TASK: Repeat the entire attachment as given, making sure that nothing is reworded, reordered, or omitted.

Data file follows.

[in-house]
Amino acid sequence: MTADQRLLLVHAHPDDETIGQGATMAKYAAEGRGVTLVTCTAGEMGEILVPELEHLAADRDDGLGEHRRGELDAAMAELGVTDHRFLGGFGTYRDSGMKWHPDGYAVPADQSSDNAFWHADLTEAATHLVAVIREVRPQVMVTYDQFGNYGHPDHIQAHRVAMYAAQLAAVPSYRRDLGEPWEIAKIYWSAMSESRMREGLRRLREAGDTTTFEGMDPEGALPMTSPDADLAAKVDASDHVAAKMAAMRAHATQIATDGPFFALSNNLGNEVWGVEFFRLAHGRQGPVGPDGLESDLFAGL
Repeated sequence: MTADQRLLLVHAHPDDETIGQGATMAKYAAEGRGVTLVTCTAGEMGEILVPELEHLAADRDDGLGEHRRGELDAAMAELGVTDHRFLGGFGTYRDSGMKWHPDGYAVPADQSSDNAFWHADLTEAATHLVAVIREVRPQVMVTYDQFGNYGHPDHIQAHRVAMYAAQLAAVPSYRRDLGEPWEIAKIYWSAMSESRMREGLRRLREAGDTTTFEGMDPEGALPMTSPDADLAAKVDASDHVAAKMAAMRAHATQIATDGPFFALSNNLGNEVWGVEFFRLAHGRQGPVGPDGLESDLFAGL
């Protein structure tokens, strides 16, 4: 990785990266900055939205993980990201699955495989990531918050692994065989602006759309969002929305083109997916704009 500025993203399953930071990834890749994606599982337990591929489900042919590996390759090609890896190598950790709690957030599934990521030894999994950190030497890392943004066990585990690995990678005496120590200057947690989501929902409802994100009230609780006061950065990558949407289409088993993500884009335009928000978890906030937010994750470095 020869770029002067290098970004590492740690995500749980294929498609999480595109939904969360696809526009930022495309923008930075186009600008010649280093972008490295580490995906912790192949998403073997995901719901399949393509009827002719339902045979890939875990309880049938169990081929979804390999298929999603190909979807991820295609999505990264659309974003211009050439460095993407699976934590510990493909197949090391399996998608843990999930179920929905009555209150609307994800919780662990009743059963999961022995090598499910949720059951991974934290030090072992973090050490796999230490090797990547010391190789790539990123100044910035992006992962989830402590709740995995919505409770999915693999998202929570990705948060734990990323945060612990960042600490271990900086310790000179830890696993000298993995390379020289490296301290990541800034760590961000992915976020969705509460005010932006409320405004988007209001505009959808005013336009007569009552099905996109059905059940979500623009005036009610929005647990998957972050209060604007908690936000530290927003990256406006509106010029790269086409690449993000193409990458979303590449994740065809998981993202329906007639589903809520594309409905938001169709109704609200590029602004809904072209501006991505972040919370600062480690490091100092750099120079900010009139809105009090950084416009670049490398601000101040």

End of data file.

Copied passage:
[in-house]
Amino acid sequence: MTADQRLLLVHAHPDDETIGQGATMAKYAAEGRGVTLVTCTAGEMGEILVPELEHLAADRDDGLGEHRRGELDAAMAELGVTDHRFLGGFGTYRDSGMKWHPDGYAVPADQSSDNAFWHADLTEAATHLVAVIREVRPQVMVTYDQFGNYGHPDHIQAHRVAMYAAQLAAVPSYRRDLGEPWEIAKIYWSAMSESRMREGLRRLREAGDTTTFEGMDPEGALPMTSPDADLAAKVDASDHVAAKMAAMRAHATQIATDGPFFALSNNLGNEVWGVEFFRLAHGRQGPVGPDGLESDLFAGL
Repeated sequence: MTADQRLLLVHAHPDDETIGQGATMAKYAAEGRGVTLVTCTAGEMGEILVPELEHLAADRDDGLGEHRRGELDAAMAELGVTDHRFLGGFGTYRDSGMKWHPDGYAVPADQSSDNAFWHADLTEAATHLVAVIREVRPQVMVTYDQFGNYGHPDHIQAHRVAMYAAQLAAVPSYRRDLGEPWEIAKIYWSAMSESRMREGLRRLREAGDTTTFEGMDPEGALPMTSPDADLAAKVDASDHVAAKMAAMRAHATQIATDGPFFALSNNLGNEVWGVEFFRLAHGRQGPVGPDGLESDLFAGL
């Protein structure tokens, strides 16, 4: 990785990266900055939205993980990201699955495989990531918050692994065989602006759309969002929305083109997916704009 500025993203399953930071990834890749994606599982337990591929489900042919590996390759090609890896190598950790709690957030599934990521030894999994950190030497890392943004066990585990690995990678005496120590200057947690989501929902409802994100009230609780006061950065990558949407289409088993993500884009335009928000978890906030937010994750470095 020869770029002067290098970004590492740690995500749980294929498609999480595109939904969360696809526009930022495309923008930075186009600008010649280093972008490295580490995906912790192949998403073997995901719901399949393509009827002719339902045979890939875990309880049938169990081929979804390999298929999603190909979807991820295609999505990264659309974003211009050439460095993407699976934590510990493909197949090391399996998608843990999930179920929905009555209150609307994800919780662990009743059963999961022995090598499910949720059951991974934290030090072992973090050490796999230490090797990547010391190789790539990123100044910035992006992962989830402590709740995995919505409770999915693999998202929570990705948060734990990323945060612990960042600490271990900086310790000179830890696993000298993995390379020289490296301290990541800034760590961000992915976020969705509460005010932006409320405004988007209001505009959808005013336009007569009552099905996109059905059940979500623009005036009610929005647990998957972050209060604007908690936000530290927003990256406006509106010029790269086409690449993000193409990458979303590449994740065809998981993202329906007639589903809520594309409905938001169709109704609200590029602004809904072209501006991505972040919370600062480690490091100092750099120079900010009139809105009090950084416009670049490398601000101040």